The short film includes the poetry of 27-year-old Somali-British poet Warsan Shire. Also incorporated are nods to the literary styles of Toni Morrison and Zora Neale Hurston, and the music of Nina Simone.

"Lemonade" is "based on every woman's journey of self-knowledge and healing," Tidal, the music streaming service owned by Jay Z, said in an announcement. The mix of spoken word, imagery and lyrics on love, betrayal, infidelity and anger also has social media wondering if Beyoncé's newest release is directed toward her husband.

70 Percent of Irish Women Voted to Legalize Abortion in Ireland Creating Landslide Victory

A most conservative country when it comes to abortion rights begins to wake up to the logical conclusion that if your gender can't bear children, you should probably stop mansplaining and man-deciding.

Presiding Officer Carmel McBride prepares the polling station for the referendum on liberalizing abortion law . / REUTERS

UPDATE: May 26, 2018

Ireland has voted to repeal its abortion ban. The Irish Times exit poll suggested that women voted by 70 percent in favor of legalizing abortion.


Ireland is one of Europe's most socially conservative countries, with one of the world's strictest bans on abortion. Residents went to the polls on Friday for a "once in a generation opportunity" to decide whether to liberalize or maintain the country's abortion laws.

For Americans, conservatives trying to control abortion rights using religion sound all too familiar.

Read More Show Less

Jury Awards $28M to Haitian-American Nurse Who Stood Up for Coworker

Brigham and Women's Hospital retaliated against a nurse for defending a coworker amid alleged verbal abuse.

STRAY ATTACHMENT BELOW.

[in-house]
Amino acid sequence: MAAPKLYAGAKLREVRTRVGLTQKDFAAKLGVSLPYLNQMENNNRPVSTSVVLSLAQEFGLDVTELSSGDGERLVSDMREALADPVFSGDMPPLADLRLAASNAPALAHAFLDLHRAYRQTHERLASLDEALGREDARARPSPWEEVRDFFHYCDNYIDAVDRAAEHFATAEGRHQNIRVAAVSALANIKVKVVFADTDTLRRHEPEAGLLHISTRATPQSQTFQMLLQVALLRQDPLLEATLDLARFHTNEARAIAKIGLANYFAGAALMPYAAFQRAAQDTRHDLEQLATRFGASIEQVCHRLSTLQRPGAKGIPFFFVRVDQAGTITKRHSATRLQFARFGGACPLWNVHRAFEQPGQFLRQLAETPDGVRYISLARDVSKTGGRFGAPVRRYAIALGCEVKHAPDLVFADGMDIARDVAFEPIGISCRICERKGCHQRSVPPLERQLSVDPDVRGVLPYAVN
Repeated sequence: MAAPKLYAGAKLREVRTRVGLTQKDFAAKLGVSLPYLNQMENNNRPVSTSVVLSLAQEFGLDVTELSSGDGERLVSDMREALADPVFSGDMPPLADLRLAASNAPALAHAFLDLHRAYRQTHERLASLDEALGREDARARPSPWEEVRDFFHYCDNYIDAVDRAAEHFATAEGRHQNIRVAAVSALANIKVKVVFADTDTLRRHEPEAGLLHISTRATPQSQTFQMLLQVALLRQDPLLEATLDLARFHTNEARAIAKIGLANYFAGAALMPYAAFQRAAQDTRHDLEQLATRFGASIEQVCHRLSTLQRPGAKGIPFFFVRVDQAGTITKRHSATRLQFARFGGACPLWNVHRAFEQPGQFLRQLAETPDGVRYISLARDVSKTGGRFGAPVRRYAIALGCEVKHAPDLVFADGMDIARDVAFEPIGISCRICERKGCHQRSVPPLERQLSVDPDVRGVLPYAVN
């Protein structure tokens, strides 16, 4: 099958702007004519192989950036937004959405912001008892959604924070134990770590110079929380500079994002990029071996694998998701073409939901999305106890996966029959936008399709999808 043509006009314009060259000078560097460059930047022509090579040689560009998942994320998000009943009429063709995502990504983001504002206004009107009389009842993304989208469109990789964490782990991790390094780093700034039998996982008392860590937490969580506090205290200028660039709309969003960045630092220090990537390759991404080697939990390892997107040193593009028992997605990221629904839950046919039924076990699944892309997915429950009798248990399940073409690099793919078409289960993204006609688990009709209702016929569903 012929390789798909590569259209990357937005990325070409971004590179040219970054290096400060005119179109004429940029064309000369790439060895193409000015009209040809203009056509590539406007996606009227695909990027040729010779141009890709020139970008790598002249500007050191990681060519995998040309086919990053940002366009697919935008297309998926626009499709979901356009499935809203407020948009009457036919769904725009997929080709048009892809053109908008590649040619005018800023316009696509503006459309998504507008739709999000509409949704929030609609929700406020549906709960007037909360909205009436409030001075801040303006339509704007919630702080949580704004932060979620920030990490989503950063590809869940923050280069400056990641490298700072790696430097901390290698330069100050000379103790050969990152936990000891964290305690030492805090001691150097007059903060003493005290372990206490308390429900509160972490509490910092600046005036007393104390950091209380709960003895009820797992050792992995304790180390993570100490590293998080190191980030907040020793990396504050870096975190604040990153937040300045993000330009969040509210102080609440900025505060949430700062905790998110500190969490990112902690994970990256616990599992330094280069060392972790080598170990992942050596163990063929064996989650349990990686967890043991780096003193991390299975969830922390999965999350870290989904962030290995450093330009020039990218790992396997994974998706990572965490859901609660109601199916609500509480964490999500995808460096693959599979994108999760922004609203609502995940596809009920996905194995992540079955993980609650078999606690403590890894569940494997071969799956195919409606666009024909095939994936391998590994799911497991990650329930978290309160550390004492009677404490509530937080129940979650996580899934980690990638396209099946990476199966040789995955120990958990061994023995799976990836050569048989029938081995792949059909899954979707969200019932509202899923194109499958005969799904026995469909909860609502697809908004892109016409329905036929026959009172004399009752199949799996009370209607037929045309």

Gessy Toussaint — who shares the name of the best-known leader of the Haitian Revolution, Toussaint L'Ouverture — also believes in fighting against the odds and winning.

A Suffolk Superior Court jury ruled on Wednesday that Brigham and Women's Hospital in Boston, Mass., retaliated against Toussaint, a Haitian-American nurse who stood up for a colleague, and has awarded her $28 million. Deliberation took more than three days.

Read More Show Less

Racist Train Rider Charged with Hate Crime for Rant at Black Woman: Video

"I'll smack the [expletive] out of you, you loud mouth monkey [expletive]," Edward Ruggiero said to Soraya Orelien.


Being a racist is ignorant and costly.

The Queens, N.Y., district attorney on Wednesday charged Edward Ruggiero, who was caught on video hurling racist insults at a Black woman on the Long Island Rail Road (LIRR), with a hate crime.

Read More Show Less
Tomi Lahren

A video of the polarizing Fox News commentator Tomi Lahren being splashed with water by another patron and heckled at a Minneapolis restaurant last weekend for her racist on-air commentary has gone viral. President Donald Trump was quick to respond.

Meanwhile, it took Trump 22 days to call a Black man who saved the lives of Waffle House customers. Also, he did not immediately fire one of his aides for making a death joke about Sen. John McCain, a war hero fighting terminal brain cancer.

Read More Show Less

Why They Take a Knee — Parking Violation Results in Savage, Racist Cop Behavior: Video

"My experience in January with the Milwaukee Police Department was wrong and shouldn't happen to anybody," said NBA player Sterling Brown.

Milwaukee's school-to-prison pipeline for Black students is notoriously awful. In Milwaukee County, more than half of Black men in their thirties have served time in prison. The racism and racial profiling that perpetually exists in the city is again in the national spotlight as police used excessive force on a Black NBA player.

Read More Show Less

Lesbian Latina Sets Out to Make History and Oust Anti-LGBT Texas Gov.

Lupe Valdez, former sheriff of Dallas County, is the first openly gay and Latina to win a major party nomination for governor in Texas.


A new sheriff may soon be in town in Texas, and she's already making history.

Read More Show Less

Twenty-one white people (including seven male board members and CEO Steve Simon) of a total of 22 people in the World Tennis Association's (WTA) management made the call to boot Serena Williams from seeding for the French Open for having a baby.

Read More Show Less